Prosecutor Angela Corey accused of violating George Zimmerman's rights

Corey violated Zimmerman's civil rights, according to Alan Dershowitz. There's much more. Photo: Associated Press

FLORIDA, July 15, 2013 — On Saturday night, an all-female six-member jury in the central Florida port city of Sanford acquitted neighborhood watch captain George Zimmerman of wrongdoing in the fatal shooting of Trayvon Martin.  

Since then, attention has turned to prosecutor Angela Corey.

SEE RELATED: Pam Bondi got political ally Angela Corey on George Zimmerman case

Her apparently extra-legal tactics in the case have generated a groundswell of public concern. On Friday, she fired one of her office’s employees, Ben Kruidbos, after he testified in court about materials not being given to George Zimmerman’s defense team. 

According to right-of-center pundit Judson Phillips, Kruidbos “recovered images from Trayvon Martin’s cell phone. These images were in addition to other information that the Florida Department of Law Enforcement had recovered. Ben Kruidbos sought the advice of an attorney after he became concerned that prosecutor Bernie de la Rionda had not turned those images over to the defense, and he was concerned he might have legal liability for that. 

“That attorney turned the images over to the defense. On June 6, Kruidbos testified at a hearing where defense lawyers sought sanctions against Corey and her office for refusing to turn over exculpatory materials. The judge has not yet ruled on that motion.”

Now, veteran attorney and Harvard law professor Alan Dershowitz says Corey committed criminal acts against Zimmerman.

SEE RELATED: State Attorney Corey fires key whistleblower in George Zimmerman case

“I think there were violations of civil rights and civil liberties — by the prosecutor,” he said in a Sunday interview with Newsmax. “The prosecutor sent this case to a judge, and willfully, deliberately, and in my view criminally withheld exculpatory evidence.”

“They denied the judge the right to see pictures that showed Zimmerman with his nose broken and his head bashed in,” he explained. “The prosecution should be investigated for civil rights violations, and civil liberty violations.”

Dershowitz later stated that Corey “possess(ed) photographs that would definitely show a judge that this was not an appropriate case for second-degree murder. She deliberately withheld and suppressed those photographs, refused to show them to the judge, got the judge to rule erroneously this was a second-degree murder case.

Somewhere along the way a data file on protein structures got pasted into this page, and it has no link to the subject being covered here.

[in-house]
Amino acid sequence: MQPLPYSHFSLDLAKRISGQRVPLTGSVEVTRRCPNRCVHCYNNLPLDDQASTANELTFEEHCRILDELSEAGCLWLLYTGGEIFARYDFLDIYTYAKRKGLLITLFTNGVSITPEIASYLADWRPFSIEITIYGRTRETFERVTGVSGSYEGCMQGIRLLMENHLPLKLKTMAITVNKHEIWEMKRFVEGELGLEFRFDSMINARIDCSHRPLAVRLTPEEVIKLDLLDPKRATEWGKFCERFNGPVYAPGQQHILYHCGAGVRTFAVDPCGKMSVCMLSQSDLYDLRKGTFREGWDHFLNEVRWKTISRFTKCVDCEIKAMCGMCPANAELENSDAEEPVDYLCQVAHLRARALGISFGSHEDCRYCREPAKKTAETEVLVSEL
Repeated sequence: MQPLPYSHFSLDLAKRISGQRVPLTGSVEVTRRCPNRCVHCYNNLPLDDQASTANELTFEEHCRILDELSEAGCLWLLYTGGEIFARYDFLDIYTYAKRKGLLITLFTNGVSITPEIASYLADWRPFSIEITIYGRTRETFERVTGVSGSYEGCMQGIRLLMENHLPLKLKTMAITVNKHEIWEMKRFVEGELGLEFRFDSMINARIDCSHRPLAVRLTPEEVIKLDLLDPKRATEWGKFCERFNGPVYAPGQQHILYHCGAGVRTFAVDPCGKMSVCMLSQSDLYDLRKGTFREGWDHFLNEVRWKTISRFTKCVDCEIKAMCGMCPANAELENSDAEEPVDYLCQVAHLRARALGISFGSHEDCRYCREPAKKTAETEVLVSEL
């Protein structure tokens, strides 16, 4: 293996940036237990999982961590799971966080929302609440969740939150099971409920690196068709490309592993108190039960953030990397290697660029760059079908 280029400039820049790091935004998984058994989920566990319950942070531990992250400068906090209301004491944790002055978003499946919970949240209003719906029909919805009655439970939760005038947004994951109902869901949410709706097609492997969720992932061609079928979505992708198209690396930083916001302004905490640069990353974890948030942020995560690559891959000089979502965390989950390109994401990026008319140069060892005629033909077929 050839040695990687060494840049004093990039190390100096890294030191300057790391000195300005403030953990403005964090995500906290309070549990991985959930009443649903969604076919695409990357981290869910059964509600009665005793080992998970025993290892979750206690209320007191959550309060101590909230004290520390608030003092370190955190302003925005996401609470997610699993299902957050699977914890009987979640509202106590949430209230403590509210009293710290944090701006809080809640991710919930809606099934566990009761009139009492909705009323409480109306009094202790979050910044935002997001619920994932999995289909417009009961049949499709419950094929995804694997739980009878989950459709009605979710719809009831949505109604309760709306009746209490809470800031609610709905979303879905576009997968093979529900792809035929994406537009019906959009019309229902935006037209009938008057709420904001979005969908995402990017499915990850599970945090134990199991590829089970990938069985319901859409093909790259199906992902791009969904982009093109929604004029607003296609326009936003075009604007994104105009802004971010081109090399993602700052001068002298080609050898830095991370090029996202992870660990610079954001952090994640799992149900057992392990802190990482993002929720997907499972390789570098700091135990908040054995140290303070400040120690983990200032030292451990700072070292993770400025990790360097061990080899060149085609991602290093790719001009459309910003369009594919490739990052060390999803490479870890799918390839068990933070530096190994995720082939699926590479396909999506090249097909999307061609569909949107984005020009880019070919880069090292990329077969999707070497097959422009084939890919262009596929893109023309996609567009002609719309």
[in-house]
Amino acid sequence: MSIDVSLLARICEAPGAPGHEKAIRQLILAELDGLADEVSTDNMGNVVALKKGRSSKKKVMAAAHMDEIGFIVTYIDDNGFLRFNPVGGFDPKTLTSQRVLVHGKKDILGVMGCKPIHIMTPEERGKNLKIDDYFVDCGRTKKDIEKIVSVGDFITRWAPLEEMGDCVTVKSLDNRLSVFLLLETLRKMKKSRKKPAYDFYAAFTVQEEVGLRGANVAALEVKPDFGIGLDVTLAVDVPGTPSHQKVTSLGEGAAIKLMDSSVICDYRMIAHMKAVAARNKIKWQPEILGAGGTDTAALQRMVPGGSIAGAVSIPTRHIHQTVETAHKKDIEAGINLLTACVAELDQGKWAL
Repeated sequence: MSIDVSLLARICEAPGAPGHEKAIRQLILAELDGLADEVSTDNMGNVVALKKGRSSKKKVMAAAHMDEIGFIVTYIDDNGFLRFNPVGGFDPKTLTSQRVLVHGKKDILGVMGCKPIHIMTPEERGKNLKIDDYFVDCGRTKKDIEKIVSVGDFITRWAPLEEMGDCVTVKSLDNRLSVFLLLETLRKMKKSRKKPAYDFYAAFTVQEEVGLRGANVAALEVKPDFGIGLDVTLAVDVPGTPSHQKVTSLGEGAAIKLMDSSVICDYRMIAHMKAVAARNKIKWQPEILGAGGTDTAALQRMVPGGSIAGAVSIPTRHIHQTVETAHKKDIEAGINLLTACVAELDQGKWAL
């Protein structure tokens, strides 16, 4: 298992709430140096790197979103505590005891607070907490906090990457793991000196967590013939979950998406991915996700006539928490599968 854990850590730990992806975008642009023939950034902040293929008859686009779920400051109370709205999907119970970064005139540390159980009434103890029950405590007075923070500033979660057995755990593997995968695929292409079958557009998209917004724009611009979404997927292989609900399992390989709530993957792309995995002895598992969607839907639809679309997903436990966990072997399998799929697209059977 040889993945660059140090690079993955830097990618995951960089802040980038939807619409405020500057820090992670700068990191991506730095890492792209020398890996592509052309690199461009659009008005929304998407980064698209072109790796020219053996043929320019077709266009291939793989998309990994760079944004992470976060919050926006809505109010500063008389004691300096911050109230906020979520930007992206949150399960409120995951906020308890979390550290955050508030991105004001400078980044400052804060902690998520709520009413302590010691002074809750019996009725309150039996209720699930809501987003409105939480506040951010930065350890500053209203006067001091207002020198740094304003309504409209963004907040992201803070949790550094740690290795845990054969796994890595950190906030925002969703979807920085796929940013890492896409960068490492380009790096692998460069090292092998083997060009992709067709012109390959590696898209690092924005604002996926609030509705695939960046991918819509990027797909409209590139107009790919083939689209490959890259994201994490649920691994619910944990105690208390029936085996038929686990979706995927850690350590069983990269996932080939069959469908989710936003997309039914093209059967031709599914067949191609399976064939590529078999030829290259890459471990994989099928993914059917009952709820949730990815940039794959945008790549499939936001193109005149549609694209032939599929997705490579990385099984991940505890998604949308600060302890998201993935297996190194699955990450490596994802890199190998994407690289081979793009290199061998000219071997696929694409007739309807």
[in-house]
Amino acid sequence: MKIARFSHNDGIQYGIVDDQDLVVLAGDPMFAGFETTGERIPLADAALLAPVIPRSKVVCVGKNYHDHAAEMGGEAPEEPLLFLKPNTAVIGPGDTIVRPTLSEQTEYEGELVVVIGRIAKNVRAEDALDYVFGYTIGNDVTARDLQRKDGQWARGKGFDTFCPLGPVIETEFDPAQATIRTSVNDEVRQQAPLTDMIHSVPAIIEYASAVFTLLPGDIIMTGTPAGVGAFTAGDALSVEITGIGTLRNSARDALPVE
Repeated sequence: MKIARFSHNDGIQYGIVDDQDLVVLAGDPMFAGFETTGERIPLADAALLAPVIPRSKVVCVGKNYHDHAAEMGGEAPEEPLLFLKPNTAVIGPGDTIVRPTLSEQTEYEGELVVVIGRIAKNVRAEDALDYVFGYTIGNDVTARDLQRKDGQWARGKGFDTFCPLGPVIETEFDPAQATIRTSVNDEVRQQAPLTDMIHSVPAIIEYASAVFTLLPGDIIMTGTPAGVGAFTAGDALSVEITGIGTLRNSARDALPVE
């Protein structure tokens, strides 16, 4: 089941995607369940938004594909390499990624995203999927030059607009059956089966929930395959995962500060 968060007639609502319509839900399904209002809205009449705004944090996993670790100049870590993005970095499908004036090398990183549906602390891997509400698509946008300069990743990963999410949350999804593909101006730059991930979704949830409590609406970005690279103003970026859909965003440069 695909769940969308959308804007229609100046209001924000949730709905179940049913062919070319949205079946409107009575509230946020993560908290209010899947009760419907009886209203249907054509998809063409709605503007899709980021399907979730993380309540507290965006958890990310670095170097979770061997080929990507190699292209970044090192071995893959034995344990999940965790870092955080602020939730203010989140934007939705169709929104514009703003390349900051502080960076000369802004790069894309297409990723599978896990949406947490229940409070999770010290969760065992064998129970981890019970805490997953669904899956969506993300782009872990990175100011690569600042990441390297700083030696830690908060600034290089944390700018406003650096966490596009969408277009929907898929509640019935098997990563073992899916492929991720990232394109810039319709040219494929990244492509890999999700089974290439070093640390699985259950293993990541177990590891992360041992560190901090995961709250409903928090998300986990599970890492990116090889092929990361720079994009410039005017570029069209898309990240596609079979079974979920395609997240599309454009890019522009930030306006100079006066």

“That violated a whole range of ethical, professional, and legal obligations that prosecutors have. Moreover, they withheld other evidence in the course of the pretrial and trial proceedings, as has been documented by the defense team.”

Dershowitz is hardly alone in his criticism of Corey. On her Sunday night Fox News program, former New York State Judge Jeanine Pirro made no hesitation of stating her views. 

“Almost every legal expert on both sides of the aisle agree….in contrast to Special Prosecutor Angela Corey, that evidence presented by the prosecutors was insufficient to convict, which begs the question of whether the charges against George Zimmerman were proper or a capitulation to public pressure by the Governor and that appointed State’s Attorney who continues to say that the public had a right to watch this trial as though it’s theater,” Pirro said. “As though criminal justice and evidence is about theater for the public’s interest. 

“Still pending, though: Why did Special Prosecutor Angela Corey file charges in the first place? Why did she not present this case to a grand jury scheduled for April 10th of 2012, but instead file charges on her own the very next day, canceling the grand jury? Why did we not see the picture of George Zimmerman’s injuries until after the charges were filed? Why did she not hand over seemingly exculpatory material as required by the law?”

These questions are more than worthwhile; they are essential for bringing about justice in Zimmerman’s malicious and seemingly criminal prosecution.

Far-left? Far-right? Get realRead more from “The Conscience of a Realist” by Joseph F. Cotto 


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Joseph Cotto

Joseph F. Cotto is a social journalist by trade and student of history by lifestyle choice. He hails from central Florida, writing about political, economic, and social issues of the day. In the past, he was a contributor to Blogcritics Magazine, among other publications. He is currently at work on a book about American society.

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